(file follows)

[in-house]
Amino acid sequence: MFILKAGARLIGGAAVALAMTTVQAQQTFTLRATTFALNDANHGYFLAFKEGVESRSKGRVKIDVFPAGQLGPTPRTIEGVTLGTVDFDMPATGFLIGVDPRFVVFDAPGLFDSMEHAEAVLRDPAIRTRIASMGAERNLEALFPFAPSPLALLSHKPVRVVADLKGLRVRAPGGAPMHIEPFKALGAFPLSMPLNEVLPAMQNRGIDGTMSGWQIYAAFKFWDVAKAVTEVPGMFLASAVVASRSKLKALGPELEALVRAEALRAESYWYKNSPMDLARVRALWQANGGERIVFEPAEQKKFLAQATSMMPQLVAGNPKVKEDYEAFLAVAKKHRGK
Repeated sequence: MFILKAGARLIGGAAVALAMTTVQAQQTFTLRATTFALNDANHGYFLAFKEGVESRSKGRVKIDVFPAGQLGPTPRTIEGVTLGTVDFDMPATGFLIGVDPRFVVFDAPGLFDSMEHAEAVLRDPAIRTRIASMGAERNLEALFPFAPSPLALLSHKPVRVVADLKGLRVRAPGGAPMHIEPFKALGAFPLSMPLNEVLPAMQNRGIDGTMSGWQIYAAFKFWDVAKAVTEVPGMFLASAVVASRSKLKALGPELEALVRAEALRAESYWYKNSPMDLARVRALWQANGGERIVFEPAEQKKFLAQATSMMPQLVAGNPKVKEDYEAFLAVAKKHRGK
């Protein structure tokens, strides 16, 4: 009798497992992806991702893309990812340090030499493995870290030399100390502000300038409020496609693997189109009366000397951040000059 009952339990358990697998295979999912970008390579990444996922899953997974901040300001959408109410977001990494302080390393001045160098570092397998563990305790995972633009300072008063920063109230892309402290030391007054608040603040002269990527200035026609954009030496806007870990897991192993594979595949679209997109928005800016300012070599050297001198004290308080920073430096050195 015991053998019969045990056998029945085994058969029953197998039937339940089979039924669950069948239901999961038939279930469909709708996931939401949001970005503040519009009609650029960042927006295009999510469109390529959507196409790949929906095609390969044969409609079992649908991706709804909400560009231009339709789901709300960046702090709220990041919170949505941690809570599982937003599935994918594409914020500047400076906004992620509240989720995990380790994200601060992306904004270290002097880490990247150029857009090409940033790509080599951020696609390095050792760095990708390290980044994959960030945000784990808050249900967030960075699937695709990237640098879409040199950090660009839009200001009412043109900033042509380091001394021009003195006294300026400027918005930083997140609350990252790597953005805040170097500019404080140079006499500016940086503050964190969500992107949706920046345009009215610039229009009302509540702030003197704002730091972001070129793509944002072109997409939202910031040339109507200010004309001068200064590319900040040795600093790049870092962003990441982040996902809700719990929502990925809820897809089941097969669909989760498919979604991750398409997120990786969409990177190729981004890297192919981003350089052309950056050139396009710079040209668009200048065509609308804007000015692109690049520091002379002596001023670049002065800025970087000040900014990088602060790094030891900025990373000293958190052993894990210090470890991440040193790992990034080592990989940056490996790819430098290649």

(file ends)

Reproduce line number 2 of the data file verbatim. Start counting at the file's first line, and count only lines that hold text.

Amino acid sequence: MFILKAGARLIGGAAVALAMTTVQAQQTFTLRATTFALNDANHGYFLAFKEGVESRSKGRVKIDVFPAGQLGPTPRTIEGVTLGTVDFDMPATGFLIGVDPRFVVFDAPGLFDSMEHAEAVLRDPAIRTRIASMGAERNLEALFPFAPSPLALLSHKPVRVVADLKGLRVRAPGGAPMHIEPFKALGAFPLSMPLNEVLPAMQNRGIDGTMSGWQIYAAFKFWDVAKAVTEVPGMFLASAVVASRSKLKALGPELEALVRAEALRAESYWYKNSPMDLARVRALWQANGGERIVFEPAEQKKFLAQATSMMPQLVAGNPKVKEDYEAFLAVAKKHRGK